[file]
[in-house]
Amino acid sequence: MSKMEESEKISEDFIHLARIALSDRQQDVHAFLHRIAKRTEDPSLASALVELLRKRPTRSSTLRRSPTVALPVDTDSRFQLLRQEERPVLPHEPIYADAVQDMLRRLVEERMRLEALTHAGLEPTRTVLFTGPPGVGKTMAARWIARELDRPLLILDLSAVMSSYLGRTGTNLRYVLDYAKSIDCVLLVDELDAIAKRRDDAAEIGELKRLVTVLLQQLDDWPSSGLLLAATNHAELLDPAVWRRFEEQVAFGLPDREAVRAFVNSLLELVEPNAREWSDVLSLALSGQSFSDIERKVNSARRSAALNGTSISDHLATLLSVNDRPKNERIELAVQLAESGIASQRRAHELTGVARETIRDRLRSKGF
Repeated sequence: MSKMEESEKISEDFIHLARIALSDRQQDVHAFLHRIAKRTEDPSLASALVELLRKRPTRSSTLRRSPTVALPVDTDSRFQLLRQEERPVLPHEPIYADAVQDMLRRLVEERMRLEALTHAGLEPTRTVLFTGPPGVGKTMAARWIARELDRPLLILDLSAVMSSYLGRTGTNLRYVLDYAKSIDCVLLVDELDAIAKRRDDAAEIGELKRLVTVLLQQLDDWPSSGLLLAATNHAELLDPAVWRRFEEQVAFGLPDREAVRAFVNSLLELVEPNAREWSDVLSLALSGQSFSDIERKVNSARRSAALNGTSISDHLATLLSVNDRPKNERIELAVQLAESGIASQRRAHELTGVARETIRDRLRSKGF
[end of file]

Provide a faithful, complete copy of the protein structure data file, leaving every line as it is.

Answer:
[in-house]
Amino acid sequence: MSKMEESEKISEDFIHLARIALSDRQQDVHAFLHRIAKRTEDPSLASALVELLRKRPTRSSTLRRSPTVALPVDTDSRFQLLRQEERPVLPHEPIYADAVQDMLRRLVEERMRLEALTHAGLEPTRTVLFTGPPGVGKTMAARWIARELDRPLLILDLSAVMSSYLGRTGTNLRYVLDYAKSIDCVLLVDELDAIAKRRDDAAEIGELKRLVTVLLQQLDDWPSSGLLLAATNHAELLDPAVWRRFEEQVAFGLPDREAVRAFVNSLLELVEPNAREWSDVLSLALSGQSFSDIERKVNSARRSAALNGTSISDHLATLLSVNDRPKNERIELAVQLAESGIASQRRAHELTGVARETIRDRLRSKGF
Repeated sequence: MSKMEESEKISEDFIHLARIALSDRQQDVHAFLHRIAKRTEDPSLASALVELLRKRPTRSSTLRRSPTVALPVDTDSRFQLLRQEERPVLPHEPIYADAVQDMLRRLVEERMRLEALTHAGLEPTRTVLFTGPPGVGKTMAARWIARELDRPLLILDLSAVMSSYLGRTGTNLRYVLDYAKSIDCVLLVDELDAIAKRRDDAAEIGELKRLVTVLLQQLDDWPSSGLLLAATNHAELLDPAVWRRFEEQVAFGLPDREAVRAFVNSLLELVEPNAREWSDVLSLALSGQSFSDIERKVNSARRSAALNGTSISDHLATLLSVNDRPKNERIELAVQLAESGIASQRRAHELTGVARETIRDRLRSKGF